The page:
Over the last three days I’ve read commenters on several blogs and message boards insisting that the race, gender or political affiliation is the single reason certain writers get rejected, regardless of the quality of their writing.
Under the current submissions system, writers send their work in to agents and/or editors; then their work is read, and accepted or rejected because it’s either good enough or it isn’t. Being good enough includes all sorts of things: the quality of the writing, the story, what competition is out there, and the likely market. And unless the submission was made to a niche publisher, this judgement has nothing to do with the age, colour or gender of the author concerned.
Last Autumn, one of my books was rejected by a Muslim editor. Did I react by ranting that this was religious discrimination, because I’m non-Muslim? Or racial discrimination, because I’m white and the editor wasn’t? Or discrimination because I’m a woman and the editor is a man? Nope: his gender and religion had nothing to do with the rejection. I thanked him for his time, had a look at my writing and realised that he was right: my work wasn’t suitable for publication by the company he worked for.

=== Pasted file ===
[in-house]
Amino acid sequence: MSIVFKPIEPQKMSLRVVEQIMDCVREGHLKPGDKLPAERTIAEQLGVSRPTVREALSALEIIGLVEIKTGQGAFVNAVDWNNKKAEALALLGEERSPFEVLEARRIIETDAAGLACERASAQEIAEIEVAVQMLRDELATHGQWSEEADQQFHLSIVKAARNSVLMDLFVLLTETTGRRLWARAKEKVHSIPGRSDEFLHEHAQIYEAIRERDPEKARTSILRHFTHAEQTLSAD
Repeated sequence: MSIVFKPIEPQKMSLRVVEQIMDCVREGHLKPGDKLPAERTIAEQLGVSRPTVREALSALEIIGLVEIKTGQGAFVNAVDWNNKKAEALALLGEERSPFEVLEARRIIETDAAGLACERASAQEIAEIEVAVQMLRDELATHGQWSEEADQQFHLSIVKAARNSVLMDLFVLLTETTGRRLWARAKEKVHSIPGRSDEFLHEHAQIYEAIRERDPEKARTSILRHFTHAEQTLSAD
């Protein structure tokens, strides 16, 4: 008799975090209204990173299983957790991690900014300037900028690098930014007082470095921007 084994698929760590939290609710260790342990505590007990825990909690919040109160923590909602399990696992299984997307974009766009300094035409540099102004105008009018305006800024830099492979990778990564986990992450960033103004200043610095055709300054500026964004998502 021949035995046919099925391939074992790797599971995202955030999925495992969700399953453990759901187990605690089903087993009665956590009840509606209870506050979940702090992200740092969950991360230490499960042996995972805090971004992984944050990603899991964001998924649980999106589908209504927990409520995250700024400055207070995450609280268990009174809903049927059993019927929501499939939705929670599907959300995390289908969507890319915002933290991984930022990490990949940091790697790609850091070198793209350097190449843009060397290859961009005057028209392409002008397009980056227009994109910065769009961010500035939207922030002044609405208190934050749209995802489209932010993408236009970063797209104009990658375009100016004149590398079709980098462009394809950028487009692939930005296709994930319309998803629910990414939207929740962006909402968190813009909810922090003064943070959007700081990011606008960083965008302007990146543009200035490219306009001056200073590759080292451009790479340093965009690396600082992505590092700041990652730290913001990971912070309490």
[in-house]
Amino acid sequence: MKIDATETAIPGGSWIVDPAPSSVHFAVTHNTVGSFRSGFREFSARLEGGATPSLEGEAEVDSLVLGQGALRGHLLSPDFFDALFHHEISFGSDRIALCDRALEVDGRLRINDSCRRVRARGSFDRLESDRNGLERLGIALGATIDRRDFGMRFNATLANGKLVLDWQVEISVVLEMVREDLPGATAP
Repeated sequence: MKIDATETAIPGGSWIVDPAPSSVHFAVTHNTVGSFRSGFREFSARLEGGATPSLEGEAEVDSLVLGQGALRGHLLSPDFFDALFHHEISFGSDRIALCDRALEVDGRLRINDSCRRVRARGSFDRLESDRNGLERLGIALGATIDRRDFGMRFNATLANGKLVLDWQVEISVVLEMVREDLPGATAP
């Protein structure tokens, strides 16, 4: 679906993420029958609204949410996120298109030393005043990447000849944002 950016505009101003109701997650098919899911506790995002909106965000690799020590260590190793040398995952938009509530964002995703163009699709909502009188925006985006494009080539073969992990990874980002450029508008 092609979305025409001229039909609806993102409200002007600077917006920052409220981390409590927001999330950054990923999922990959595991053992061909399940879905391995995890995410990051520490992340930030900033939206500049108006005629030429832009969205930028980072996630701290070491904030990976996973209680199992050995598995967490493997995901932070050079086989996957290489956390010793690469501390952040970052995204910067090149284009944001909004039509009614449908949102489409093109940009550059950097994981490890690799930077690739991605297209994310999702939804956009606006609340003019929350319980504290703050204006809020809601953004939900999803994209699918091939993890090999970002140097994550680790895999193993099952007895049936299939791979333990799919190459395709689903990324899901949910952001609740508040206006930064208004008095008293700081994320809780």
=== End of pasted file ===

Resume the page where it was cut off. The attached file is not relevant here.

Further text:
Writing is judged purely on its quality by editors, sales teams and publishers, who themselves belong to all ethnicities, religions and genders. They have little or no idea of the ethnicity or religious beliefs of the writers they’re considering unless the writers choose to tell them: so how can anyone logically insist that that’s why they reject some writers and accept others?
When submissions are rejected by all who see them, chances are the writing, premise or story just isn’t good enough to be published. It’s not good to hear that about something you’ve worked hard on for a long time, but you can learn from the experience: write something better that won’t get rejected. Move on. And for goodness’ sake, don’t try to blame others for your own weak work.